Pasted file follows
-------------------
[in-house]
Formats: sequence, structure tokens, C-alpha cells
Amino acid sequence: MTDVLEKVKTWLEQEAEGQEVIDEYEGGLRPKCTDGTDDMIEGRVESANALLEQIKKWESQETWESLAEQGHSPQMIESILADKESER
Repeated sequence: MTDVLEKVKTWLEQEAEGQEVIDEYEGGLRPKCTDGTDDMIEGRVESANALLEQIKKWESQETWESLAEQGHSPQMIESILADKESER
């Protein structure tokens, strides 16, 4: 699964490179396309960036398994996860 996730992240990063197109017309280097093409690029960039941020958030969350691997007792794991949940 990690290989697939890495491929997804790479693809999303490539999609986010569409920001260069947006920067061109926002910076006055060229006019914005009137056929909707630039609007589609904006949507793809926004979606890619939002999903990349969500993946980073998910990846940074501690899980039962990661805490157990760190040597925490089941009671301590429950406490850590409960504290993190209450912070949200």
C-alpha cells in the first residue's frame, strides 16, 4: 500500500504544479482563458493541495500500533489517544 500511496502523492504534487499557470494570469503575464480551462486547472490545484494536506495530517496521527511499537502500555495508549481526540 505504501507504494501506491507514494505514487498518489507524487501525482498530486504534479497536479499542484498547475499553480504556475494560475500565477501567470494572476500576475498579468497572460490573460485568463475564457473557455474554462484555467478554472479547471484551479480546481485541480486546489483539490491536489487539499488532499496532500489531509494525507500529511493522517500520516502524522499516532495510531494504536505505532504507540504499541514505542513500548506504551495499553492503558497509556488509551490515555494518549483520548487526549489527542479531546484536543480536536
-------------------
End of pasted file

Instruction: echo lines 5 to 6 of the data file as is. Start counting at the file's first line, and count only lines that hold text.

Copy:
């Protein structure tokens, strides 16, 4: 699964490179396309960036398994996860 996730992240990063197109017309280097093409690029960039941020958030969350691997007792794991949940 990690290989697939890495491929997804790479693809999303490539999609986010569409920001260069947006920067061109926002910076006055060229006019914005009137056929909707630039609007589609904006949507793809926004979606890619939002999903990349969500993946980073998910990846940074501690899980039962990661805490157990760190040597925490089941009671301590429950406490850590409960504290993190209450912070949200």
C-alpha cells in the first residue's frame, strides 16, 4: 500500500504544479482563458493541495500500533489517544 500511496502523492504534487499557470494570469503575464480551462486547472490545484494536506495530517496521527511499537502500555495508549481526540 505504501507504494501506491507514494505514487498518489507524487501525482498530486504534479497536479499542484498547475499553480504556475494560475500565477501567470494572476500576475498579468497572460490573460485568463475564457473557455474554462484555467478554472479547471484551479480546481485541480486546489483539490491536489487539499488532499496532500489531509494525507500529511493522517500520516502524522499516532495510531494504536505505532504507540504499541514505542513500548506504551495499553492503558497509556488509551490515555494518549483520548487526549489527542479531546484536543480536536